Join Date: Jul 2002
Thanked 4 Times in 4 Posts
Rep Power: 15
Cheoy Lee ballast/displacement ratio
Gary, a friend has just left on an open-ended cruise in his Seafarer 34 and the pics he sent me were wonderful...but the catch is that he spent +/- 9 long years rebuilding it in his front yard. This sometimes happens when you start out wanting something ''right'' and, as you peel the onion, you discover one necessary ''fix'' after the next. He ended up with what looks to me to be a very affordable (labor excluded, of course), functional boat, but at a huge personal price. He was not a Seafarer fan, as you would suspect.
Jeff and I have disagreed before about the Tartan 34 - in many respects, it''s a boat that''s easy to like. Beautiful at anchor, a nice sailing boat, variable draft, and ohhhh wouldn''t it be great if every engine offered that much access. I personally think the rig is inadequately stayed for lengthy cruising (only a single in-line lower) but perhaps your cruising plans are somewhat limited re: big water. But before you fall in love, I''d encourage you to assemble everyone who''ll be sailing with you in that cockpit and all stay put for half an hour...and then see how you feel about that single most used space (on a cruising boat, especially). Boats are compromises, as you surely know, but there are a few things that in my mind are absolutes (one of which is a functional, comfy cockpit) and trying to get comfortable, and move about just a very little bit, for a short time on a friend''s Tartan 34 was, at least for Patricia and I, a real eye opener. But the point is: see what you think. Perhaps your needs and expectations are different than ours.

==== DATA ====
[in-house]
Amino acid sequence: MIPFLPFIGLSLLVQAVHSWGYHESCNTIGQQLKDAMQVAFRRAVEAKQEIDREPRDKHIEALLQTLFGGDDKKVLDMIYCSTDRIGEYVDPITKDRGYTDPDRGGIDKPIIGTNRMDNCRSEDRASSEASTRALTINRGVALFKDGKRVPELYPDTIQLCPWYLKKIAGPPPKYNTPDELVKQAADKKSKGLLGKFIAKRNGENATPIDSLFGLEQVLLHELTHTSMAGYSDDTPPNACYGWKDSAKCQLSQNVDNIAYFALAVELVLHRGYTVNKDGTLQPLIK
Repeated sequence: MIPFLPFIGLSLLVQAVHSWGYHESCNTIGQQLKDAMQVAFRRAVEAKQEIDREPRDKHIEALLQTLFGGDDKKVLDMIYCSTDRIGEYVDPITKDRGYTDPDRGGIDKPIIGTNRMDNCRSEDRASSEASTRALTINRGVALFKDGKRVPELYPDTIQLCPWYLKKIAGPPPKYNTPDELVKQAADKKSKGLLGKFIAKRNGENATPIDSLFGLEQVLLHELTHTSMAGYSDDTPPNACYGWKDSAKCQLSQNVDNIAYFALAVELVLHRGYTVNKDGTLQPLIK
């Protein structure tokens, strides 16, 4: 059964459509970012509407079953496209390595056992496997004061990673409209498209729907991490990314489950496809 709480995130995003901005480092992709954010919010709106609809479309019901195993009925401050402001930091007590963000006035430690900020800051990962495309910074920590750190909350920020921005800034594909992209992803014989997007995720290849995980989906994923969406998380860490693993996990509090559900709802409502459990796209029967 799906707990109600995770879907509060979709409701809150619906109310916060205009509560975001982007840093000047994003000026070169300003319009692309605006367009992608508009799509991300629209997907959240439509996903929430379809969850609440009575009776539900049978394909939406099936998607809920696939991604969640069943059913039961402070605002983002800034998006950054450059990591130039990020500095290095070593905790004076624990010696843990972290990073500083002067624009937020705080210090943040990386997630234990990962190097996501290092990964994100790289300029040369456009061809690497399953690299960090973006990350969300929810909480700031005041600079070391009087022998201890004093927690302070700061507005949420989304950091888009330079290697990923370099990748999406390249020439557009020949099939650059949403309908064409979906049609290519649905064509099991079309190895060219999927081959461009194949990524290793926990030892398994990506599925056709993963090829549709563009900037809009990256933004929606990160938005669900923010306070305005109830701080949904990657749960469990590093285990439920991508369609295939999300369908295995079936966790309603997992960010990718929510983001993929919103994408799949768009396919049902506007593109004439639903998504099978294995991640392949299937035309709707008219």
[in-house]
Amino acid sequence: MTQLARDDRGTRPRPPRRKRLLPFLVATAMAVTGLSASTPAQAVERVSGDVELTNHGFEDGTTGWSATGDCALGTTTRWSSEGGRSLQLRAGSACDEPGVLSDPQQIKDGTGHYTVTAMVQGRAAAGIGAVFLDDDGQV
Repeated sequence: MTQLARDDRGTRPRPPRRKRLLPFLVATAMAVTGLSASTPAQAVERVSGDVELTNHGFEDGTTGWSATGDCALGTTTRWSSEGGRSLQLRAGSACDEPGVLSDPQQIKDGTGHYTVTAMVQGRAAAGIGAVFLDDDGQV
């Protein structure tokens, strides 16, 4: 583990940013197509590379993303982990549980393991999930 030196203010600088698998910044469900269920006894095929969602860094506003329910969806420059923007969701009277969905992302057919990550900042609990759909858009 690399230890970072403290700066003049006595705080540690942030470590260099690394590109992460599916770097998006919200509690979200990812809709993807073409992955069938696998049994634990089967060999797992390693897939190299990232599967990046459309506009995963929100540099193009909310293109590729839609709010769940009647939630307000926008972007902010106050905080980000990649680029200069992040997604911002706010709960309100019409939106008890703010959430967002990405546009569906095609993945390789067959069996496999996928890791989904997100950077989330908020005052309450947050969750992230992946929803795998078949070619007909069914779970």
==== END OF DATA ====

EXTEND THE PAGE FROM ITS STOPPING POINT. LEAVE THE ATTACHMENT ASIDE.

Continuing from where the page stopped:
You are looking for a cruising boat, as I recall, so I''d encourage you to compare overall capacity, draft requirements, storage, cockpit comfort, nav table and overall ''finish'' between the Pearson 323 and 33. I think one is much more suitable for cruising needs than the other, but see what you think. (BTW in many boats, the second most used place on a cruising boat these days seems to be the nav station/chart table...assuming it has a comfy seat and the ergonomics work for your body. So I''d encourage you to put a little ''extra'' emphasis on that piece of the puzzle).